Linking fisheries data with oceanographic, sea bed mapping and climate change data, examining predator prey relationships, and interacting with stakeholders are all important components of a new form of 'ocean management advice' which comes under the umbrella of the 'ecosystem approach'. This approach considers all marine related activities such as fishing, gravel extraction and leisure use in a specific area (e.g. the Irish Sea) and provides advice in this context. Much of the work of Fisheries Ecosystems Advisory Services in this area is also used as input to the Marine Strategy Framework Directive which seeks to ensure Ireland's marine area achieves a good environmental status by 2020.
Fisheries Ecosystems Advisory Services are charged with meeting Ireland's obligations under the EU Data Collection Framework. The Framework supports the scientific advice needed to underpin the Common Fisheries Policy. As such, Fisheries Ecosystems Advisory Services carries out fisheries surveys in the waters around Ireland using the research vessels RV Celtic Explorer
and RV Celtic Voyager. These surveys collect extensive data for both national and international stock assessments of the main commercial species of fish and shellfish. Survey work is also conducted aboard commercial fishing vessels and Fisheries Ecosystems Advisory Services staff collect data on the age and length profile of landings and examine fleet activity and fishing patterns. This information is used to produce the annual ‘Stock Book’ which is the primary source of scientific advice on marine fisheries to the Irish Government and the Industry and is used to support fisheries negotiations with the European Union.
Participation in applied research projects is critical to the evolution of scientific advice. The Fisheries Ecosystems Advisory Services flagship research project is the Beaufort Ecosystem Project. This projects links the third level sector on a broad range of ecosystem projects including fisheries seal interactions, marine birds, cetaceans, size based modelling and stakeholder engagement. Fisheries Ecosystems Advisory Services staff are also co-supervising a range of PhD projects and are active partners in many EU funded research projects.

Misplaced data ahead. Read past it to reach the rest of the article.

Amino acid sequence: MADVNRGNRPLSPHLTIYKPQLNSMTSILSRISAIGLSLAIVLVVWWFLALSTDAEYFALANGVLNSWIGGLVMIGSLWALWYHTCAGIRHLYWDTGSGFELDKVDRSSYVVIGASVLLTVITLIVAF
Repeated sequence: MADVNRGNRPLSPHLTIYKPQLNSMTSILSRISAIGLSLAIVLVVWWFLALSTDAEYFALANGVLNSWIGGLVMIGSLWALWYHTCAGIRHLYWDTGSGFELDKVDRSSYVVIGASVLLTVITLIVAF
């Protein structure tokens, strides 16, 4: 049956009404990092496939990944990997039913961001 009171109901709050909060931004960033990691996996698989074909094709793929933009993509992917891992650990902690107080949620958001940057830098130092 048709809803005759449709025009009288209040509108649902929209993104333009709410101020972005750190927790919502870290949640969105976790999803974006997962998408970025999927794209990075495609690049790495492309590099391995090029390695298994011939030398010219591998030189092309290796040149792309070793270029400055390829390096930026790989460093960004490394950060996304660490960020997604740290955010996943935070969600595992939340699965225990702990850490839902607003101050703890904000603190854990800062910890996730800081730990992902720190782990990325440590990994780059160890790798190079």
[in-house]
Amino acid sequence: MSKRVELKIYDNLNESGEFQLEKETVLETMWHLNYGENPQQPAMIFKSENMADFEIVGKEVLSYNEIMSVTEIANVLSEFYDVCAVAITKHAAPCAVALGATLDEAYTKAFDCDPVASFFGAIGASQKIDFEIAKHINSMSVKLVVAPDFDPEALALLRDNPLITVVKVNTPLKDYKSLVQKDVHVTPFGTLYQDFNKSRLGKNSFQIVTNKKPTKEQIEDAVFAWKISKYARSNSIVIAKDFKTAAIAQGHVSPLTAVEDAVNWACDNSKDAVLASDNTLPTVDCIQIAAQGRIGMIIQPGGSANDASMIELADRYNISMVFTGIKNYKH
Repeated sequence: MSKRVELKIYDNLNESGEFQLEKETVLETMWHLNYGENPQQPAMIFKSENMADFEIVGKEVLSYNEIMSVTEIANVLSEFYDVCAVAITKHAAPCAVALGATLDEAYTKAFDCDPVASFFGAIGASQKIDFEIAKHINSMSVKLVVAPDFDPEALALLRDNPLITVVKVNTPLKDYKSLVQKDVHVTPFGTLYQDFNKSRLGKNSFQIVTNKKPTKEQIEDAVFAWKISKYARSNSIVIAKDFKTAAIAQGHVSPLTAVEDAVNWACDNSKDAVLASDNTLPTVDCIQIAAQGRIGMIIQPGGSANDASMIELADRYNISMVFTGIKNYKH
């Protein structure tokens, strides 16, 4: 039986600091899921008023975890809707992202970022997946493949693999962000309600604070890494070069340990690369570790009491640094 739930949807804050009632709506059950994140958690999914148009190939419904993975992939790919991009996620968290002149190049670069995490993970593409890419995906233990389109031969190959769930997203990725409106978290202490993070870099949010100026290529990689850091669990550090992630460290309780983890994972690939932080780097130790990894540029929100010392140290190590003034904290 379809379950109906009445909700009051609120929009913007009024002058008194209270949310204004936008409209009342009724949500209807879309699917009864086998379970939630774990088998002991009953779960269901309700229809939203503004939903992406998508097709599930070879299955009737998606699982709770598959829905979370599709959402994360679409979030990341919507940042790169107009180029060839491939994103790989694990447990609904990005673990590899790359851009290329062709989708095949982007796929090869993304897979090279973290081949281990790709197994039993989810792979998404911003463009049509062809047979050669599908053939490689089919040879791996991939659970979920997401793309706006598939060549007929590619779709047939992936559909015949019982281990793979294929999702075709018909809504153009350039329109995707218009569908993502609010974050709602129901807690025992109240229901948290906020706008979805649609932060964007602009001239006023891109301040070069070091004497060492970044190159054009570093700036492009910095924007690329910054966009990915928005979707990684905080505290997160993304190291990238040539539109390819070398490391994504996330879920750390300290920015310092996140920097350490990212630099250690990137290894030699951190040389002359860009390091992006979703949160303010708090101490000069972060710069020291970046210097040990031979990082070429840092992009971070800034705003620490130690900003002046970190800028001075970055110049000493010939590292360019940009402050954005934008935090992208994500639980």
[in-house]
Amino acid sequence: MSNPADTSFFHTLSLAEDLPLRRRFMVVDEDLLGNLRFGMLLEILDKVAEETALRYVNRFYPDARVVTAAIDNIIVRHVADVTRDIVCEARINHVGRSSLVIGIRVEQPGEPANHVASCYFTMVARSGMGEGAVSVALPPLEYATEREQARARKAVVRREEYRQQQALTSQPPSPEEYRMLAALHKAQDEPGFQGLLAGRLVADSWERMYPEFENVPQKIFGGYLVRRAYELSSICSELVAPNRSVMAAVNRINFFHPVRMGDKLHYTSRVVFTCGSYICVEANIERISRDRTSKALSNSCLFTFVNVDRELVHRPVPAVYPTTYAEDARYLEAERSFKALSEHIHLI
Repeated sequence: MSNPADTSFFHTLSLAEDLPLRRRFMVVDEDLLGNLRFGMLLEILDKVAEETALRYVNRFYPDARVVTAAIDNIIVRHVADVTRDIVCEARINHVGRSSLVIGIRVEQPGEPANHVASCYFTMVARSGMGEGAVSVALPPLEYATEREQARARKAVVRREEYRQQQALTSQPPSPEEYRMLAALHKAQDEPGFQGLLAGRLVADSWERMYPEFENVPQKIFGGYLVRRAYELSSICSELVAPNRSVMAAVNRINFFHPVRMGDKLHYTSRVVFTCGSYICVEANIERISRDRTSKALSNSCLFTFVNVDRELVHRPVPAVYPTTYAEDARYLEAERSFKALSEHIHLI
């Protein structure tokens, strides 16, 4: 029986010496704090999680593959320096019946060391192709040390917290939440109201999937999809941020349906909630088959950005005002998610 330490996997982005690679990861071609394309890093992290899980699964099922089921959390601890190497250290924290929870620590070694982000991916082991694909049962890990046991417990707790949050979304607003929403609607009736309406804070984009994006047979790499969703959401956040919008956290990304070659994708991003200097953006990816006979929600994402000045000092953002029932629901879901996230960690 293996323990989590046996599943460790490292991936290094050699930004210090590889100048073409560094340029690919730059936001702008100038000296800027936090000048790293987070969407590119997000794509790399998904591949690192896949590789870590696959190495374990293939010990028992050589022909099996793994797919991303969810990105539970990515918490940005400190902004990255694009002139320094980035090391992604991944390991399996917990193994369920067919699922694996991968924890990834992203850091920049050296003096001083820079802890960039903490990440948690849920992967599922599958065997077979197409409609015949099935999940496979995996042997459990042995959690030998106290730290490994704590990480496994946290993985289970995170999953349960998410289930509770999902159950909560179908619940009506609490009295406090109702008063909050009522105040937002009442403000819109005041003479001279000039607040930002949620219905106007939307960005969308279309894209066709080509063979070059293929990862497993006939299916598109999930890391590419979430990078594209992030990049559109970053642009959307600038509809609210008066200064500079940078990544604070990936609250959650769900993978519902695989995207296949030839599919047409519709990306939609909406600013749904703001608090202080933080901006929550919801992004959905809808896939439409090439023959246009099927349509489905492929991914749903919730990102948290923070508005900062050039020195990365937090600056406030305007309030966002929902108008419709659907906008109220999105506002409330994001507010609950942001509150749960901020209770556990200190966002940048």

Ocean Science and Information Services (OSIS)
The Ocean Science and Information Services (OSIS) team provide support for national and international marine research programmes in a number of areas.
Research Vessel Operations manage the Marine Institute's research fleet, the RV Celtic Explorer and the RV Celtic Voyager, and also manage the foreign research vessel notification process.
The 65m long RV Celtic Explorer is a highly sophisticated low-noise multipurpose research vessel designed for undertaking a wide array of offshore and deep-sea survey operations. The RV Celtic Voyager is a 31.4m multipurpose vessel suited to coastal research and off shore survey operations. Both vessels are fully fitted with state-of-the-art scientific instrumentation, laboratories and IT equipment and are used for a variety of applications including fisheries research, environmental monitoring, seabed mapping, oceanology, seismic surveys, student training and meteorological investigations.
|Name||Image||Commissioned||Displacement (t)||Length (m)||Type|
|RV Celtic Explorer ||2003||2425 ||65.5||Multi-Purpose Research Vessel|
|RV Celtic Voyager ||1997||340 ||31.4||Multi-Purpose Research Vessel|
Advanced Mapping Service Group carries out routine hydrographic and geophysical mapping for the Irish National Seabed Survey, the Integrated Mapping for the Sustainable Development of Irelands Marine Resource (INFOMAR) and benthic fisheries projects. The team has considerable expertise in Exclusive Economic Zone (EEZ) and resource mapping, including aspects of aggregates exploration and marine pelagic and benthic habitat mapping.